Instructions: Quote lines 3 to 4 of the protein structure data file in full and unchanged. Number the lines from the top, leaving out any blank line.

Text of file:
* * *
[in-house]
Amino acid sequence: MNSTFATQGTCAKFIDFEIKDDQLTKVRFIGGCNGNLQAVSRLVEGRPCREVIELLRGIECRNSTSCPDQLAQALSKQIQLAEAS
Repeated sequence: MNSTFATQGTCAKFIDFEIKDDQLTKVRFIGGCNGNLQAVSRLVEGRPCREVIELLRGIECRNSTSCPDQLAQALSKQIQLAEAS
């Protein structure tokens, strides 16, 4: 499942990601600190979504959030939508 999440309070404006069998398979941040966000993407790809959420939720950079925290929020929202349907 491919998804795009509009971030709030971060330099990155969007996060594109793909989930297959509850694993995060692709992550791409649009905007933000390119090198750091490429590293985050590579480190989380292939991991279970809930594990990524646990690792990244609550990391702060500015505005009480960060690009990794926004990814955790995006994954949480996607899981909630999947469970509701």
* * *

Repeated sequence: MNSTFATQGTCAKFIDFEIKDDQLTKVRFIGGCNGNLQAVSRLVEGRPCREVIELLRGIECRNSTSCPDQLAQALSKQIQLAEAS
């Protein structure tokens, strides 16, 4: 499942990601600190979504959030939508 999440309070404006069998398979941040966000993407790809959420939720950079925290929020929202349907 491919998804795009509009971030709030971060330099990155969007996060594109793909989930297959509850694993995060692709992550791409649009905007933000390119090198750091490429590293985050590579480190989380292939991991279970809930594990990524646990690792990244609550990391702060500015505005009480960060690009990794926004990814955790995006994954949480996607899981909630999947469970509701």